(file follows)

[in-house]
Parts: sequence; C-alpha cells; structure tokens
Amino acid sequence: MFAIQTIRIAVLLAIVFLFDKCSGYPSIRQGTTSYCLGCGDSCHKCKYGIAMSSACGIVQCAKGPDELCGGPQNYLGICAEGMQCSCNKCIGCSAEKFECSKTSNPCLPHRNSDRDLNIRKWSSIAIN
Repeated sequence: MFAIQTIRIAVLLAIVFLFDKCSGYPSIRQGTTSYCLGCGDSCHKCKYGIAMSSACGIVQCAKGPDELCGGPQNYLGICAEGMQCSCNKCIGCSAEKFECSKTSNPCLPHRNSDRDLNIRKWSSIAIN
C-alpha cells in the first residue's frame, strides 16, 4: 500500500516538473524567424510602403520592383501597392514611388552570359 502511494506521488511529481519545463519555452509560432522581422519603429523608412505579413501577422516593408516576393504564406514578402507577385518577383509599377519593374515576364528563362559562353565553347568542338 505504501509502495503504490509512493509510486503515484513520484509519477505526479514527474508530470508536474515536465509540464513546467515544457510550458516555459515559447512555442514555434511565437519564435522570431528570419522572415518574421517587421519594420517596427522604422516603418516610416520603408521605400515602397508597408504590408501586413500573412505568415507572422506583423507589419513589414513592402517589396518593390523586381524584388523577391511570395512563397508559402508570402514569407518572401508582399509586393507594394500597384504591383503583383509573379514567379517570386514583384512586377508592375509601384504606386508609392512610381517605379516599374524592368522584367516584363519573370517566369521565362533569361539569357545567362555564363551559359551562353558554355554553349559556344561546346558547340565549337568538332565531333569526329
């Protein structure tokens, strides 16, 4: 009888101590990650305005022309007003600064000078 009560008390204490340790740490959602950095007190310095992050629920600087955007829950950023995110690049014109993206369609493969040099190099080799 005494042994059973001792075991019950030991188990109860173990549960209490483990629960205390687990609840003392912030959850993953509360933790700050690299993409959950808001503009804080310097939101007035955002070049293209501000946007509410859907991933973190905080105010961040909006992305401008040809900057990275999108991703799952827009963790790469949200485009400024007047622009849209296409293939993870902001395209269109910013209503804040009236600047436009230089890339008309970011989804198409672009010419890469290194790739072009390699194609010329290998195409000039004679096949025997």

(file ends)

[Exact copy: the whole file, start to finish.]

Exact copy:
[in-house]
Parts: sequence; C-alpha cells; structure tokens
Amino acid sequence: MFAIQTIRIAVLLAIVFLFDKCSGYPSIRQGTTSYCLGCGDSCHKCKYGIAMSSACGIVQCAKGPDELCGGPQNYLGICAEGMQCSCNKCIGCSAEKFECSKTSNPCLPHRNSDRDLNIRKWSSIAIN
Repeated sequence: MFAIQTIRIAVLLAIVFLFDKCSGYPSIRQGTTSYCLGCGDSCHKCKYGIAMSSACGIVQCAKGPDELCGGPQNYLGICAEGMQCSCNKCIGCSAEKFECSKTSNPCLPHRNSDRDLNIRKWSSIAIN
C-alpha cells in the first residue's frame, strides 16, 4: 500500500516538473524567424510602403520592383501597392514611388552570359 502511494506521488511529481519545463519555452509560432522581422519603429523608412505579413501577422516593408516576393504564406514578402507577385518577383509599377519593374515576364528563362559562353565553347568542338 505504501509502495503504490509512493509510486503515484513520484509519477505526479514527474508530470508536474515536465509540464513546467515544457510550458516555459515559447512555442514555434511565437519564435522570431528570419522572415518574421517587421519594420517596427522604422516603418516610416520603408521605400515602397508597408504590408501586413500573412505568415507572422506583423507589419513589414513592402517589396518593390523586381524584388523577391511570395512563397508559402508570402514569407518572401508582399509586393507594394500597384504591383503583383509573379514567379517570386514583384512586377508592375509601384504606386508609392512610381517605379516599374524592368522584367516584363519573370517566369521565362533569361539569357545567362555564363551559359551562353558554355554553349559556344561546346558547340565549337568538332565531333569526329
């Protein structure tokens, strides 16, 4: 009888101590990650305005022309007003600064000078 009560008390204490340790740490959602950095007190310095992050629920600087955007829950950023995110690049014109993206369609493969040099190099080799 005494042994059973001792075991019950030991188990109860173990549960209490483990629960205390687990609840003392912030959850993953509360933790700050690299993409959950808001503009804080310097939101007035955002070049293209501000946007509410859907991933973190905080105010961040909006992305401008040809900057990275999108991703799952827009963790790469949200485009400024007047622009849209296409293939993870902001395209269109910013209503804040009236600047436009230089890339008309970011989804198409672009010419890469290194790739072009390699194609010329290998195409000039004679096949025997």